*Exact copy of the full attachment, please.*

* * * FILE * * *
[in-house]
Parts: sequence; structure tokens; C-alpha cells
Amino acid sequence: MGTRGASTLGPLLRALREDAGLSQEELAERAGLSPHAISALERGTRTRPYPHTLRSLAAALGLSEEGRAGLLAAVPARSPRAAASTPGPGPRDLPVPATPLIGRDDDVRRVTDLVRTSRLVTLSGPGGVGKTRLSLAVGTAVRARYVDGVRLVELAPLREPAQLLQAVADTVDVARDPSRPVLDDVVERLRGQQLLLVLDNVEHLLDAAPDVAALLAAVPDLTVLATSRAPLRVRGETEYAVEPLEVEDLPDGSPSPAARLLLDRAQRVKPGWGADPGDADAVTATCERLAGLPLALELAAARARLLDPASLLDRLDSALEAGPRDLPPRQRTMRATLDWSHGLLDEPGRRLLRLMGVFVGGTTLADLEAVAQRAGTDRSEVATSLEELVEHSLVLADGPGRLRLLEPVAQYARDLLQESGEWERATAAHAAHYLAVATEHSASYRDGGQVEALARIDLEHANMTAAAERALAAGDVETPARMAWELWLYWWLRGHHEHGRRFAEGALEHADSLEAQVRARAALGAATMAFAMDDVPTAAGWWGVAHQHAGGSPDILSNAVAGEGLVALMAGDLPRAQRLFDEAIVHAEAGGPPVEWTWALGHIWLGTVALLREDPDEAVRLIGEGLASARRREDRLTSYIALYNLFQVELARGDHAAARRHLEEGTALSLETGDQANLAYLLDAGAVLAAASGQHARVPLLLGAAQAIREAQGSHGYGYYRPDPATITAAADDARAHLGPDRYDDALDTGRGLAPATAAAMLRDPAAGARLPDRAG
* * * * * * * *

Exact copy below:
[in-house]
Parts: sequence; structure tokens; C-alpha cells
Amino acid sequence: MGTRGASTLGPLLRALREDAGLSQEELAERAGLSPHAISALERGTRTRPYPHTLRSLAAALGLSEEGRAGLLAAVPARSPRAAASTPGPGPRDLPVPATPLIGRDDDVRRVTDLVRTSRLVTLSGPGGVGKTRLSLAVGTAVRARYVDGVRLVELAPLREPAQLLQAVADTVDVARDPSRPVLDDVVERLRGQQLLLVLDNVEHLLDAAPDVAALLAAVPDLTVLATSRAPLRVRGETEYAVEPLEVEDLPDGSPSPAARLLLDRAQRVKPGWGADPGDADAVTATCERLAGLPLALELAAARARLLDPASLLDRLDSALEAGPRDLPPRQRTMRATLDWSHGLLDEPGRRLLRLMGVFVGGTTLADLEAVAQRAGTDRSEVATSLEELVEHSLVLADGPGRLRLLEPVAQYARDLLQESGEWERATAAHAAHYLAVATEHSASYRDGGQVEALARIDLEHANMTAAAERALAAGDVETPARMAWELWLYWWLRGHHEHGRRFAEGALEHADSLEAQVRARAALGAATMAFAMDDVPTAAGWWGVAHQHAGGSPDILSNAVAGEGLVALMAGDLPRAQRLFDEAIVHAEAGGPPVEWTWALGHIWLGTVALLREDPDEAVRLIGEGLASARRREDRLTSYIALYNLFQVELARGDHAAARRHLEEGTALSLETGDQANLAYLLDAGAVLAAASGQHARVPLLLGAAQAIREAQGSHGYGYYRPDPATITAAADDARAHLGPDRYDDALDTGRGLAPATAAAMLRDPAAGARLPDRAG